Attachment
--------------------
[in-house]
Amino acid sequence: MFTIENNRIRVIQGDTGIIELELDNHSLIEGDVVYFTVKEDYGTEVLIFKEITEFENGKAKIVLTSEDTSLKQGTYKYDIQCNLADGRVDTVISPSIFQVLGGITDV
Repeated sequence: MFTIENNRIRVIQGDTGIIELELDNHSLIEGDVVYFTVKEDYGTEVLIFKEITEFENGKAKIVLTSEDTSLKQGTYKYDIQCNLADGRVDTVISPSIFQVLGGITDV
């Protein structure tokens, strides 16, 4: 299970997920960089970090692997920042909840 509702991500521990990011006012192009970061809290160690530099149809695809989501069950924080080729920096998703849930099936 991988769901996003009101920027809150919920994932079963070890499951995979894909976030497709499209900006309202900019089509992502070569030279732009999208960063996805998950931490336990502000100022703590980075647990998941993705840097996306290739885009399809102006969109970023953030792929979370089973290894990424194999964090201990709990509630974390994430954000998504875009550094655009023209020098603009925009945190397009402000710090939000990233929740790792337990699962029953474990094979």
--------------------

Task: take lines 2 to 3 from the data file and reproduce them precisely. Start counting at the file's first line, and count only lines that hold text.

Amino acid sequence: MFTIENNRIRVIQGDTGIIELELDNHSLIEGDVVYFTVKEDYGTEVLIFKEITEFENGKAKIVLTSEDTSLKQGTYKYDIQCNLADGRVDTVISPSIFQVLGGITDV
Repeated sequence: MFTIENNRIRVIQGDTGIIELELDNHSLIEGDVVYFTVKEDYGTEVLIFKEITEFENGKAKIVLTSEDTSLKQGTYKYDIQCNLADGRVDTVISPSIFQVLGGITDV